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video review by Gary Johnson

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Carmen (1915) stars opera diva Geraldine Farrar, who had already brought her version of Bizet's Carmen to the stage (singing opposite the great Enrico Caruso). From 1910 to 1920, Farrar was one of the world's top opera performers.

Geraldine Farrar in Carmen.

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DeMille saw Carmen as the ideal vehicle to introduce her to movie audiences. However DeMille faced a copyright problem if he tackled Bizet's Carmen (the copyright owner demanded outrageous sums). As a result, DeMille turned to the original source material, a story by Prosper Merimee that had long since passed into public domain. The results, while not entirely successful, make for some fascinating drama. Shorn of her great voice by the silent camera, Farrar relied on just her acting alone. She becomes earthy and vivacious in the lead role, but she's less than alluring or exotic--an actress trying too hard to convince her audience of her sexuality. The movie contains few of DeMille's trademark directorial touches: you won't find any strange flashbacks to biblical times or any overt moralizing. The storytelling is uncluttered and straightforward as DeMille rushes through the story in only 59 minutes. A fascinating tale told at breakneck speed.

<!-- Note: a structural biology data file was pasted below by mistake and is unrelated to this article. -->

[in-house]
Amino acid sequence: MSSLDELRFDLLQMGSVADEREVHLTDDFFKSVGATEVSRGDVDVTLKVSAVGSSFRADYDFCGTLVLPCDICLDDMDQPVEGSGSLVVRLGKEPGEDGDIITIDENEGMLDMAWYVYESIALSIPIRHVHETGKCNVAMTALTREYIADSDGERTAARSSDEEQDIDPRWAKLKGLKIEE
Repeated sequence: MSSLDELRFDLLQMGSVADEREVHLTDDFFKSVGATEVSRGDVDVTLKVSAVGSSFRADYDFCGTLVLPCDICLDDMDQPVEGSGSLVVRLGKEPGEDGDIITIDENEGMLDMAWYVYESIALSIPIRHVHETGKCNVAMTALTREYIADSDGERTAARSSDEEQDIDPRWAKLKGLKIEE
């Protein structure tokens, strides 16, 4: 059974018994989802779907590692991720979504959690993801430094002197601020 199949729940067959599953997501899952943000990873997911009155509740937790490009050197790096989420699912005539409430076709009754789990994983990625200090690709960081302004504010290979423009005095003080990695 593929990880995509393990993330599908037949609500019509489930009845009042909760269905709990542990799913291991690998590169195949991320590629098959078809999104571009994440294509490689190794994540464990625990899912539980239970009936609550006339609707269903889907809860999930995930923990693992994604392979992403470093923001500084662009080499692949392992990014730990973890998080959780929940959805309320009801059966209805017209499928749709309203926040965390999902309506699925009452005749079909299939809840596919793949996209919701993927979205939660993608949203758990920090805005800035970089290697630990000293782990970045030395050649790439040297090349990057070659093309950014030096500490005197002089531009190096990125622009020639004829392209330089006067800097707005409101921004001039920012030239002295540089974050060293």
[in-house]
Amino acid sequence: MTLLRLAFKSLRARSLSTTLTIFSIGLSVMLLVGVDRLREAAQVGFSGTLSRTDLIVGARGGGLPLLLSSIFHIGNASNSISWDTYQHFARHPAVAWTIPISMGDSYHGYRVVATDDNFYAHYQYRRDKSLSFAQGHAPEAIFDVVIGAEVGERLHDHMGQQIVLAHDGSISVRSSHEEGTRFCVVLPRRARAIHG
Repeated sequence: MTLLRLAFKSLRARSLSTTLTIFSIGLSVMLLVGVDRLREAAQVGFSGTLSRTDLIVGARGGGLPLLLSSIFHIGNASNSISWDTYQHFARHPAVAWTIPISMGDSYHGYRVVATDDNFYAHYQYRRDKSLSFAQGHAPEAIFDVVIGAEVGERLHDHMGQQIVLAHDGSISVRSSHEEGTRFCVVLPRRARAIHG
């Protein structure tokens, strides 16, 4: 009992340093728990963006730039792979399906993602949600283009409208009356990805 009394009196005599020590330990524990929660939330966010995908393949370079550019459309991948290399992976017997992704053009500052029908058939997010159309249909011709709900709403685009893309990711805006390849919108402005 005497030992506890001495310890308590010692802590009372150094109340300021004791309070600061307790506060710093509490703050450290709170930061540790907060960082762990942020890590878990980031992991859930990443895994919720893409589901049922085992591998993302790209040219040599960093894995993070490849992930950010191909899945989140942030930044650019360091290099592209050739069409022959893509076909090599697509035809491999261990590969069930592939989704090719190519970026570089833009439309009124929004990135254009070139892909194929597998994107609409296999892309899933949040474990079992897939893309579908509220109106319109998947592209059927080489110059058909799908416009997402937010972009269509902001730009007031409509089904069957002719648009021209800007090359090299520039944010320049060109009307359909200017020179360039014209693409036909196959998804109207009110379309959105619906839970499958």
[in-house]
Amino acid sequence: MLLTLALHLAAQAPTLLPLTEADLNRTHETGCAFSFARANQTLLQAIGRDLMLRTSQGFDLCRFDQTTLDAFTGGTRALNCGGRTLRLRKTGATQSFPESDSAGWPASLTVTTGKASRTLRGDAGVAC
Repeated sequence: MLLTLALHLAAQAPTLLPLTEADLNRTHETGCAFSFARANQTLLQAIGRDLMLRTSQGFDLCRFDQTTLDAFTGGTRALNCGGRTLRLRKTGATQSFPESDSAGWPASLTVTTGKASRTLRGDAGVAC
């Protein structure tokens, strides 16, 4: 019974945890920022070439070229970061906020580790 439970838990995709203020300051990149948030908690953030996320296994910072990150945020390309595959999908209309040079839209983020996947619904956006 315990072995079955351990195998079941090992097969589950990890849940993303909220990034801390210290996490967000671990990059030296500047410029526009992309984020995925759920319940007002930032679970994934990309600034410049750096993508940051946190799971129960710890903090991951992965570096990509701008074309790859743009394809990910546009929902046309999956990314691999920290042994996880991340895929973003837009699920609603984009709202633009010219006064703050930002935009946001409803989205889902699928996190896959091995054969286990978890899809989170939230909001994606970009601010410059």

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Joan The Woman

The Whispering Chorus

Male and Female

The Volga Boatman

King of Kings


"Cecil B. DeMille: The Visionary Years, 1915-1927": The six videos comprising this set are available from Kino on Video. Suggested retail price: $29.95 each. For more information, we suggest you check out the Kino Web site:



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